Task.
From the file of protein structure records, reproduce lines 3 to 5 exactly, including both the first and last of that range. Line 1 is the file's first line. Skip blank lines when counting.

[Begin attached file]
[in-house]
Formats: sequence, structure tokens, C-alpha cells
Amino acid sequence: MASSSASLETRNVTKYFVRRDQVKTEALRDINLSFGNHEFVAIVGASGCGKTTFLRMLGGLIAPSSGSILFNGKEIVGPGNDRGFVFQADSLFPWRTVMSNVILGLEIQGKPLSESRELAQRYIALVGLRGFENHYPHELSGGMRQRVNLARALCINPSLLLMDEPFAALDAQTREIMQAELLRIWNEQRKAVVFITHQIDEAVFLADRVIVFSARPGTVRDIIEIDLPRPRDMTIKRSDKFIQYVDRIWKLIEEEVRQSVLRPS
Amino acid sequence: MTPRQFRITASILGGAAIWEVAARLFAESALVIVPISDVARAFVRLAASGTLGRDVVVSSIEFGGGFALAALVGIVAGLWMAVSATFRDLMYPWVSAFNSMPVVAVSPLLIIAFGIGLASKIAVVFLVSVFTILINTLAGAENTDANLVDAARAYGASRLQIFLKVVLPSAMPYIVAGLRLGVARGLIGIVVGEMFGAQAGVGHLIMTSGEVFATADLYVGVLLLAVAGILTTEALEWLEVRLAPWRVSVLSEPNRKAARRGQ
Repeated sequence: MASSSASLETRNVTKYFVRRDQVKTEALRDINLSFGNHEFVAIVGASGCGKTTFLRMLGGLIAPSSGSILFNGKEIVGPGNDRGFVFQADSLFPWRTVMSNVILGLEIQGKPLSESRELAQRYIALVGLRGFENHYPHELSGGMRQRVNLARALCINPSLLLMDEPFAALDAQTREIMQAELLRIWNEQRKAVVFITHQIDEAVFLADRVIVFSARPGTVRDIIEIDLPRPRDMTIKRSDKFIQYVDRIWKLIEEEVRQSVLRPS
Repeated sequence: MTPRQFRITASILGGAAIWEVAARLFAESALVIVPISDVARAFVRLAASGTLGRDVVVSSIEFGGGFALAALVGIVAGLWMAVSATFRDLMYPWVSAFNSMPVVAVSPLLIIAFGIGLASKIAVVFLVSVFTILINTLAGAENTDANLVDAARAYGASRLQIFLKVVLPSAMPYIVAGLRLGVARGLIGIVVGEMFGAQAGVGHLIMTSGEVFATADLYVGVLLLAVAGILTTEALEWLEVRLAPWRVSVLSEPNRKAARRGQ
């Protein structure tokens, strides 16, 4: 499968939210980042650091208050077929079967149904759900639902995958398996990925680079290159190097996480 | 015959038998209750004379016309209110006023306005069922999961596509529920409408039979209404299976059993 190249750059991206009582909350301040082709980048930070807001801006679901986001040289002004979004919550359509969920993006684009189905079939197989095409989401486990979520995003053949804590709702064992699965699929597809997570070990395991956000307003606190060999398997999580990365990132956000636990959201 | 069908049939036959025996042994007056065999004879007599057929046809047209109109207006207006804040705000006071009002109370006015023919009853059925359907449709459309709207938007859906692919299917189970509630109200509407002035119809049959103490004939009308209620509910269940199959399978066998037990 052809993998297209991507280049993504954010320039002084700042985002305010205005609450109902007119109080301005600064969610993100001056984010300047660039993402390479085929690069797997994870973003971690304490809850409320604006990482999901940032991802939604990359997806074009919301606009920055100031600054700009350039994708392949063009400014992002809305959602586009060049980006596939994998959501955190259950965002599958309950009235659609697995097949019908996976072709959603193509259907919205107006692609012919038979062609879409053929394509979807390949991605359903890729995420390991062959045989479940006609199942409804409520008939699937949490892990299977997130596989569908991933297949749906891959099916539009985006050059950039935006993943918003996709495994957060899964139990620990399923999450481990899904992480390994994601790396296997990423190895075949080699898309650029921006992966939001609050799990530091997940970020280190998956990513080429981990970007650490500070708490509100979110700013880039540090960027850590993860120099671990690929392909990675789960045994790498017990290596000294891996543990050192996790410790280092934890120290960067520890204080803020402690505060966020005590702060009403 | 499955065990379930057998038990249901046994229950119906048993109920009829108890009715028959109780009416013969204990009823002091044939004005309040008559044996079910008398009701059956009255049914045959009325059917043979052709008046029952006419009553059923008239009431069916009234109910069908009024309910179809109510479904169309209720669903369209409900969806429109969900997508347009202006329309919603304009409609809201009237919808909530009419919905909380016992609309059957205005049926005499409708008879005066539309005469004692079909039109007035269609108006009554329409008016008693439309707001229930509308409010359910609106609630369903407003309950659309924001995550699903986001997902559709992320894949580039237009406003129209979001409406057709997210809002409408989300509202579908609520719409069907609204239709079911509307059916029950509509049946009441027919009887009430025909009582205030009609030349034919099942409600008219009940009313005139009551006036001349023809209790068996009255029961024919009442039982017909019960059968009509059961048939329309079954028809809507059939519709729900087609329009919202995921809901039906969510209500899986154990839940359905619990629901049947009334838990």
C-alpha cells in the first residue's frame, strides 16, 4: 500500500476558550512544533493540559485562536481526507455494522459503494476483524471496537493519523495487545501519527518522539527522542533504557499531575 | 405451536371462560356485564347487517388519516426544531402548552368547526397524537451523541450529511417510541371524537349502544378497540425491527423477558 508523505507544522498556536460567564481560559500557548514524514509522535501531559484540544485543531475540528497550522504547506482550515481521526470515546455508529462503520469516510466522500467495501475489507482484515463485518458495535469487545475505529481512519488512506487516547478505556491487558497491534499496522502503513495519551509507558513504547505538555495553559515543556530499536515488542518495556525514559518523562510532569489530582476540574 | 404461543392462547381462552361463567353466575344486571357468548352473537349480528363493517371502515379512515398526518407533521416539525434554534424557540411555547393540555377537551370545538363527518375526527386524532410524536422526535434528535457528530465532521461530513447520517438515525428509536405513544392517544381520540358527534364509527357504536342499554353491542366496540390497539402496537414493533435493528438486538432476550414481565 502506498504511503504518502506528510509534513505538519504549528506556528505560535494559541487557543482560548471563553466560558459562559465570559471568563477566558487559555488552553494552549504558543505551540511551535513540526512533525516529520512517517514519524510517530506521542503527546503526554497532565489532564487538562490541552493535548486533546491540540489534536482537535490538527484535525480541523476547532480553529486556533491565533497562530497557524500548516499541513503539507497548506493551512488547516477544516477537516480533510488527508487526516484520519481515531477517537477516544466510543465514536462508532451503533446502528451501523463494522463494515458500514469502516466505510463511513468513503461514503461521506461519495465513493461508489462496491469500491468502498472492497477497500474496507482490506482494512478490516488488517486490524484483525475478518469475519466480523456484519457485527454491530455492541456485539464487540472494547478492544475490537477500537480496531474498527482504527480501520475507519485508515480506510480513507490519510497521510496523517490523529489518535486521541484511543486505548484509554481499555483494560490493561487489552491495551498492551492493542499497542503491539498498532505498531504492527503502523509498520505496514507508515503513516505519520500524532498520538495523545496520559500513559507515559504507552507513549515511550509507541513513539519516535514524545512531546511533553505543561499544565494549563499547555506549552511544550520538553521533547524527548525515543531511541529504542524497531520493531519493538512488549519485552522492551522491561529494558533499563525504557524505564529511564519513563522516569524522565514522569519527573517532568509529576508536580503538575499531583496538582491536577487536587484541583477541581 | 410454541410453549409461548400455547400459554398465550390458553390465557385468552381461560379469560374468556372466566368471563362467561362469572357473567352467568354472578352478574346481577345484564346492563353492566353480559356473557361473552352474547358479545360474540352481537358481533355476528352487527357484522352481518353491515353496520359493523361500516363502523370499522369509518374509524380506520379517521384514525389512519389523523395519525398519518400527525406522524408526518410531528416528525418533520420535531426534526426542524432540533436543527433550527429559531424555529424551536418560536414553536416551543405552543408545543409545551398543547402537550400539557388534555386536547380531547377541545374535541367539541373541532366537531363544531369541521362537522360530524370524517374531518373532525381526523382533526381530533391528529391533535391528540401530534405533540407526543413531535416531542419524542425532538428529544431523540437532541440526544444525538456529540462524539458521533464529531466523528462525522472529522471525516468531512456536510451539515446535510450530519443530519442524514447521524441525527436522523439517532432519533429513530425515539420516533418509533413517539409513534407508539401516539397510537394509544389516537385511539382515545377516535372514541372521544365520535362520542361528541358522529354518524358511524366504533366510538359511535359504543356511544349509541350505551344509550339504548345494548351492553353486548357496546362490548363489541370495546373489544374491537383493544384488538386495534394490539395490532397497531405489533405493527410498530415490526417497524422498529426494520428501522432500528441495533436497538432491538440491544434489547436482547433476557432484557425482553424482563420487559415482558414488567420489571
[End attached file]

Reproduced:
Amino acid sequence: MASSSASLETRNVTKYFVRRDQVKTEALRDINLSFGNHEFVAIVGASGCGKTTFLRMLGGLIAPSSGSILFNGKEIVGPGNDRGFVFQADSLFPWRTVMSNVILGLEIQGKPLSESRELAQRYIALVGLRGFENHYPHELSGGMRQRVNLARALCINPSLLLMDEPFAALDAQTREIMQAELLRIWNEQRKAVVFITHQIDEAVFLADRVIVFSARPGTVRDIIEIDLPRPRDMTIKRSDKFIQYVDRIWKLIEEEVRQSVLRPS
Amino acid sequence: MTPRQFRITASILGGAAIWEVAARLFAESALVIVPISDVARAFVRLAASGTLGRDVVVSSIEFGGGFALAALVGIVAGLWMAVSATFRDLMYPWVSAFNSMPVVAVSPLLIIAFGIGLASKIAVVFLVSVFTILINTLAGAENTDANLVDAARAYGASRLQIFLKVVLPSAMPYIVAGLRLGVARGLIGIVVGEMFGAQAGVGHLIMTSGEVFATADLYVGVLLLAVAGILTTEALEWLEVRLAPWRVSVLSEPNRKAARRGQ
Repeated sequence: MASSSASLETRNVTKYFVRRDQVKTEALRDINLSFGNHEFVAIVGASGCGKTTFLRMLGGLIAPSSGSILFNGKEIVGPGNDRGFVFQADSLFPWRTVMSNVILGLEIQGKPLSESRELAQRYIALVGLRGFENHYPHELSGGMRQRVNLARALCINPSLLLMDEPFAALDAQTREIMQAELLRIWNEQRKAVVFITHQIDEAVFLADRVIVFSARPGTVRDIIEIDLPRPRDMTIKRSDKFIQYVDRIWKLIEEEVRQSVLRPS